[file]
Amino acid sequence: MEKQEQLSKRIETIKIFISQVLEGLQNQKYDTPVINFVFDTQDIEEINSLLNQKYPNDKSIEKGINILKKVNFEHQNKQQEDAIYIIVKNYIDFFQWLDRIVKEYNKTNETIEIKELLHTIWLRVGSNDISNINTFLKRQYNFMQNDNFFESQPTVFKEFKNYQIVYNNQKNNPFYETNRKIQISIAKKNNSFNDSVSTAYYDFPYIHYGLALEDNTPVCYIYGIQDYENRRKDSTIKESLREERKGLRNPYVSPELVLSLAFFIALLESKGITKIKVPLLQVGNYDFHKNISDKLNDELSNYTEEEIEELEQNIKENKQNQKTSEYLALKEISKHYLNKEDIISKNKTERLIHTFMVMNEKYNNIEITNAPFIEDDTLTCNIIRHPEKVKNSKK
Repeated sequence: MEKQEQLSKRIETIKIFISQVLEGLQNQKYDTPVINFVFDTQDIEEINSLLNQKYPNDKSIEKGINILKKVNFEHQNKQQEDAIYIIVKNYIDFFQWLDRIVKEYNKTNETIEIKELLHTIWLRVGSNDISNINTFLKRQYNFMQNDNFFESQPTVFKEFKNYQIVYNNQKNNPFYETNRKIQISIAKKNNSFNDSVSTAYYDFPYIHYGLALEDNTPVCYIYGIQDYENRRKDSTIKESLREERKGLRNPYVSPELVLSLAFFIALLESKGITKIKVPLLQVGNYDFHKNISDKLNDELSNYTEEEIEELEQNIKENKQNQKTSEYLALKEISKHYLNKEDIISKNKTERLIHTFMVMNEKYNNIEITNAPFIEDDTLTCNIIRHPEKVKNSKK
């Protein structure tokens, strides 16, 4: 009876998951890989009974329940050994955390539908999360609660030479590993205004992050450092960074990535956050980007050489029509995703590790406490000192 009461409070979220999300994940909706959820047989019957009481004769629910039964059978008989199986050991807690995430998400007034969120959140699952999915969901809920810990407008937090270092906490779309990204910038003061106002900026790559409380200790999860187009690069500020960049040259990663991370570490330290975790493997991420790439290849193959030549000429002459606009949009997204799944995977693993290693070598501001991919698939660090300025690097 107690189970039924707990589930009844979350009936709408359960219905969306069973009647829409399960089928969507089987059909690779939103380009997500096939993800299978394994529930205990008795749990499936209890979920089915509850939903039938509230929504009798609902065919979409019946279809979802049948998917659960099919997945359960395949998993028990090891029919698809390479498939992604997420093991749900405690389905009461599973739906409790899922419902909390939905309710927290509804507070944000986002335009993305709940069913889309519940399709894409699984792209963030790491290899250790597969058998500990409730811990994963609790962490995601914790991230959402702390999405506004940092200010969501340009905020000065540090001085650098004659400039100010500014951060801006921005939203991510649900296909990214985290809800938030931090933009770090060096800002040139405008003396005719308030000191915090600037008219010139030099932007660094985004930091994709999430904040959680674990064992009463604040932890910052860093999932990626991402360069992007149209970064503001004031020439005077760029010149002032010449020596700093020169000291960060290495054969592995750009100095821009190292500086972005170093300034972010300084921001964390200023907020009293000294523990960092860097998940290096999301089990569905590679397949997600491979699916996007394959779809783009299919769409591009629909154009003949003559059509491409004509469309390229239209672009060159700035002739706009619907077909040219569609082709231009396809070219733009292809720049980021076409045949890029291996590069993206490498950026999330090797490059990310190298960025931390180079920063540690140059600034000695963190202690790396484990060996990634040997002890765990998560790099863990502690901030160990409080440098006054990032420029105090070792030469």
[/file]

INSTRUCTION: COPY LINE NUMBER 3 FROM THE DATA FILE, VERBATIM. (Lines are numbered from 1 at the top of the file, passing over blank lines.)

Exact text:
């Protein structure tokens, strides 16, 4: 009876998951890989009974329940050994955390539908999360609660030479590993205004992050450092960074990535956050980007050489029509995703590790406490000192 009461409070979220999300994940909706959820047989019957009481004769629910039964059978008989199986050991807690995430998400007034969120959140699952999915969901809920810990407008937090270092906490779309990204910038003061106002900026790559409380200790999860187009690069500020960049040259990663991370570490330290975790493997991420790439290849193959030549000429002459606009949009997204799944995977693993290693070598501001991919698939660090300025690097 107690189970039924707990589930009844979350009936709408359960219905969306069973009647829409399960089928969507089987059909690779939103380009997500096939993800299978394994529930205990008795749990499936209890979920089915509850939903039938509230929504009798609902065919979409019946279809979802049948998917659960099919997945359960395949998993028990090891029919698809390479498939992604997420093991749900405690389905009461599973739906409790899922419902909390939905309710927290509804507070944000986002335009993305709940069913889309519940399709894409699984792209963030790491290899250790597969058998500990409730811990994963609790962490995601914790991230959402702390999405506004940092200010969501340009905020000065540090001085650098004659400039100010500014951060801006921005939203991510649900296909990214985290809800938030931090933009770090060096800002040139405008003396005719308030000191915090600037008219010139030099932007660094985004930091994709999430904040959680674990064992009463604040932890910052860093999932990626991402360069992007149209970064503001004031020439005077760029010149002032010449020596700093020169000291960060290495054969592995750009100095821009190292500086972005170093300034972010300084921001964390200023907020009293000294523990960092860097998940290096999301089990569905590679397949997600491979699916996007394959779809783009299919769409591009629909154009003949003559059509491409004509469309390229239209672009060159700035002739706009619907077909040219569609082709231009396809070219733009292809720049980021076409045949890029291996590069993206490498950026999330090797490059990310190298960025931390180079920063540690140059600034000695963190202690790396484990060996990634040997002890765990998560790099863990502690901030160990409080440098006054990032420029105090070792030469």